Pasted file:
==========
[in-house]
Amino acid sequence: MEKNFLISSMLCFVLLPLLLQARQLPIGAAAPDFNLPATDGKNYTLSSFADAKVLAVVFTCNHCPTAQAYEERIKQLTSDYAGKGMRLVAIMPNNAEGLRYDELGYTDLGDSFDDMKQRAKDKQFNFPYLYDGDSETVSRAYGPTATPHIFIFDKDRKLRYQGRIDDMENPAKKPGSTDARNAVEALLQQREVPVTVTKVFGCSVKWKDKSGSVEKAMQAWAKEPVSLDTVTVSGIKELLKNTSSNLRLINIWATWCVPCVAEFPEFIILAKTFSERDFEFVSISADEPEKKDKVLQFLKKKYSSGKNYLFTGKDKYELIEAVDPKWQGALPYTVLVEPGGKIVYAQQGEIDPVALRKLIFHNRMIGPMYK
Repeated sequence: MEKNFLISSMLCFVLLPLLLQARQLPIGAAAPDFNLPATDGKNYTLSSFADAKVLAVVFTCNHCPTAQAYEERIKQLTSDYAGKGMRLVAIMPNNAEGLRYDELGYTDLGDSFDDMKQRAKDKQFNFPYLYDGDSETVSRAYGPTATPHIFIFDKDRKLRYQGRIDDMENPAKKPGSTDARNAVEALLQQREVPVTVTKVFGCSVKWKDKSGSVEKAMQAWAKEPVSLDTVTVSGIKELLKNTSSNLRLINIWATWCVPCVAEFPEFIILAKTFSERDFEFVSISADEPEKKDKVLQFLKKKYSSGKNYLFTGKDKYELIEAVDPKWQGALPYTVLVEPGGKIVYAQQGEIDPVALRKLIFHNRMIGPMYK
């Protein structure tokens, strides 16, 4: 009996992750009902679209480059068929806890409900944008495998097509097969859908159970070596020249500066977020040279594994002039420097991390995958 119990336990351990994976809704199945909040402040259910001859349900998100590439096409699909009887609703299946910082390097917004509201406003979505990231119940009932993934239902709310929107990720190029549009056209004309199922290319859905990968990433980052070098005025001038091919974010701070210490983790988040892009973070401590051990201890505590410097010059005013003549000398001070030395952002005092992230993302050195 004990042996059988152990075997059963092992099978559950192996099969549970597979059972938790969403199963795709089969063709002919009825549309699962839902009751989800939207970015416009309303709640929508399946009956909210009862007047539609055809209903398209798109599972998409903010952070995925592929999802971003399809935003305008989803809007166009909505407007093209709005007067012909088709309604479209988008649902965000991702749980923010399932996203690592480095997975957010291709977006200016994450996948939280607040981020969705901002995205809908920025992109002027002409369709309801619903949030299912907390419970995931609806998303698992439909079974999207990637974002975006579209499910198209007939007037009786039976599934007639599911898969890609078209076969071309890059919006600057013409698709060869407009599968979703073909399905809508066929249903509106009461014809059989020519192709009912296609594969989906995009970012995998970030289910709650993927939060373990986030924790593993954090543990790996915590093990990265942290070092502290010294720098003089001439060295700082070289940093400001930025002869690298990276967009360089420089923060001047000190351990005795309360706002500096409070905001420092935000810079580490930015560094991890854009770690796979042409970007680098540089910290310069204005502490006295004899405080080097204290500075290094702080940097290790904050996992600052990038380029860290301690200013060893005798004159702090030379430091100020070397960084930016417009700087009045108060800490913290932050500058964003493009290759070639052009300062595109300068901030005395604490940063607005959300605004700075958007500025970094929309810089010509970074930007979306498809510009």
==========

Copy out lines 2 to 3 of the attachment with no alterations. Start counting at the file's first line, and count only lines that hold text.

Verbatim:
Amino acid sequence: MEKNFLISSMLCFVLLPLLLQARQLPIGAAAPDFNLPATDGKNYTLSSFADAKVLAVVFTCNHCPTAQAYEERIKQLTSDYAGKGMRLVAIMPNNAEGLRYDELGYTDLGDSFDDMKQRAKDKQFNFPYLYDGDSETVSRAYGPTATPHIFIFDKDRKLRYQGRIDDMENPAKKPGSTDARNAVEALLQQREVPVTVTKVFGCSVKWKDKSGSVEKAMQAWAKEPVSLDTVTVSGIKELLKNTSSNLRLINIWATWCVPCVAEFPEFIILAKTFSERDFEFVSISADEPEKKDKVLQFLKKKYSSGKNYLFTGKDKYELIEAVDPKWQGALPYTVLVEPGGKIVYAQQGEIDPVALRKLIFHNRMIGPMYK
Repeated sequence: MEKNFLISSMLCFVLLPLLLQARQLPIGAAAPDFNLPATDGKNYTLSSFADAKVLAVVFTCNHCPTAQAYEERIKQLTSDYAGKGMRLVAIMPNNAEGLRYDELGYTDLGDSFDDMKQRAKDKQFNFPYLYDGDSETVSRAYGPTATPHIFIFDKDRKLRYQGRIDDMENPAKKPGSTDARNAVEALLQQREVPVTVTKVFGCSVKWKDKSGSVEKAMQAWAKEPVSLDTVTVSGIKELLKNTSSNLRLINIWATWCVPCVAEFPEFIILAKTFSERDFEFVSISADEPEKKDKVLQFLKKKYSSGKNYLFTGKDKYELIEAVDPKWQGALPYTVLVEPGGKIVYAQQGEIDPVALRKLIFHNRMIGPMYK